Hong Kong ex-lawmaker fined for breaking aviation law outside Legislative Council with ‘release political prisoners’ balloon
- Tsang Kin-shing, 65, admits flying a balloon exceeding two metres long in controlled airspace, an offence under 1995 aviation order
- Opposition activist released near city’s legislature a balloon tied to a banner calling for authorities to ‘release political prisoners’
A former Hong Kong lawmaker has been fined HK$2,500 (US$322) for violating aviation law by flying in controlled airspace a balloon tied to a banner calling for the release of “political prisoners”.
Tsang Kin-shing, 65, appeared at Eastern Court on Tuesday alongside jailed trade unionist Lee Cheuk-yan, 64, in relation to the stunt outside the Legislative Council on January 1.
Opposition activist Tsang, also an ex-district councillor, called the prosecution a political decision and part of the government’s ongoing crackdown on dissent.
He pleaded guilty to flying a balloon exceeding two metres long in controlled airspace, an offence under the Air Navigation (Hong Kong) Order 1995.
Lee, an ex-lawmaker who is currently serving a 20-month jail sentence over his roles in three unauthorised assemblies in 2019, denied the aviation charge and another count of obstructing a public officer. He will return to the same court in September.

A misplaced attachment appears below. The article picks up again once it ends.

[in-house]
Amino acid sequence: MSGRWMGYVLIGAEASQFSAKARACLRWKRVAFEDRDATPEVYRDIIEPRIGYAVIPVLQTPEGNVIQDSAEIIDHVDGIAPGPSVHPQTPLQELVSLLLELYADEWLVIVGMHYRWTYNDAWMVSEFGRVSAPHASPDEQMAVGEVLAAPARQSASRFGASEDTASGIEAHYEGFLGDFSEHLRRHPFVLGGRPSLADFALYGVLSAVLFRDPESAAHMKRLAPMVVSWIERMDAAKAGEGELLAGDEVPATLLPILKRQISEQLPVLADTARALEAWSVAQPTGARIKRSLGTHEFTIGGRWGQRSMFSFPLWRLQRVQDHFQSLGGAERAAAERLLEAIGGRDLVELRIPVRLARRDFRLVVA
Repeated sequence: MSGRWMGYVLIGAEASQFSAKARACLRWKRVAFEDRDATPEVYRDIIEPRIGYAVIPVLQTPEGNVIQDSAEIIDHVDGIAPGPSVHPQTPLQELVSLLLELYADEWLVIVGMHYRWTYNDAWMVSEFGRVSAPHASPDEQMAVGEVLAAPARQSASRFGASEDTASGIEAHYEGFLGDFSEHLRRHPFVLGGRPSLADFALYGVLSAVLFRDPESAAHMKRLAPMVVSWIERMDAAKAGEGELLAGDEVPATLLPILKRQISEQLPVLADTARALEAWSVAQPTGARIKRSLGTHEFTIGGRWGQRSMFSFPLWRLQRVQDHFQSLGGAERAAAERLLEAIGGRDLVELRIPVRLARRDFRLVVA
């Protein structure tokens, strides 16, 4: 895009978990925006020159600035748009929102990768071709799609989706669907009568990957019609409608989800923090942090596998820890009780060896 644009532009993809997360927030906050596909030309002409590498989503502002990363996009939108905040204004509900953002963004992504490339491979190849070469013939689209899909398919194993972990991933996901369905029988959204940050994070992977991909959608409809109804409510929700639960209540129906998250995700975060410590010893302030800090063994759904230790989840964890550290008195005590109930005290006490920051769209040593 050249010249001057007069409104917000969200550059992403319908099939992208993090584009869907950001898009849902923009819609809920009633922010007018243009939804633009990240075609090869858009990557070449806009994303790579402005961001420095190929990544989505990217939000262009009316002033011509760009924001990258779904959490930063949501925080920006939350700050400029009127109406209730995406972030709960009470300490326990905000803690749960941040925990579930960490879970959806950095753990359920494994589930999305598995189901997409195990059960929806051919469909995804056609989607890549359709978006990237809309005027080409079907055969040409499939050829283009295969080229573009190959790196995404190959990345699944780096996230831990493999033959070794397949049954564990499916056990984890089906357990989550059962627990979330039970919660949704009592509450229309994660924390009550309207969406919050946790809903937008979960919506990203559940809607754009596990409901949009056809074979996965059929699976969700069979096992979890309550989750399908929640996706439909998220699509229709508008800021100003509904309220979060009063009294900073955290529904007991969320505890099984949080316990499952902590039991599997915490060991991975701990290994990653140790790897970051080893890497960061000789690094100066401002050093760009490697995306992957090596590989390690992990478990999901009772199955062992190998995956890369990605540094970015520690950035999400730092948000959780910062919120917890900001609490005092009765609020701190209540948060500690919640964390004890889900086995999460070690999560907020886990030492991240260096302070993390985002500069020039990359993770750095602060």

Tsang and Lee were accused of breaking the law during a small gathering on Legislative Council Road organised by the Civil Human Rights Front on January 1. Members of that gathering had been driven through the streets atop a white van with a second banner saying “free all political prisoners”.
The court heard the pair had carried a white balloon attached to a rolled-up paper banner emblazoned with the words “release political prisoners” outside the city’s legislature.
Flying the balloon with the banner – a total length of over two metres – was prohibited in the restricted airspace above the Legco building without the chief executive’s consent, the prosecution said.
But Tsang was said to have ignored multiple warnings and let go of the balloon, which shot upwards and disappeared out of sight.
Tsang’s counsel Chris Ng Chung-luen said his client had committed the offence on impulse after officers attempted to seize his balloon. Ng added the balloon did not expose any aircraft to serious danger given the relatively small size of the items involved.
Magistrate Arthur Lam Hei-wei accepted that submission and found a fine set at half the maximum penalty of HK$5,000 to be appropriate.
Outside court, Tsang said he and his allies had prepared the balloon to reflect Hongkongers’ concerns about city freedoms.
“On New Year’s Day this year, we were unable to organise a march to allow citizens to express their views. The only thing we could do was to put [a few words] on a balloon – release all political prisoners – to show Hongkongers’ concern over the issue,” he said.
Tsang also criticised the government’s decision to extend a ban on public gatherings of more than four people. The ban, he said, was being used as a tool to bar demonstrations.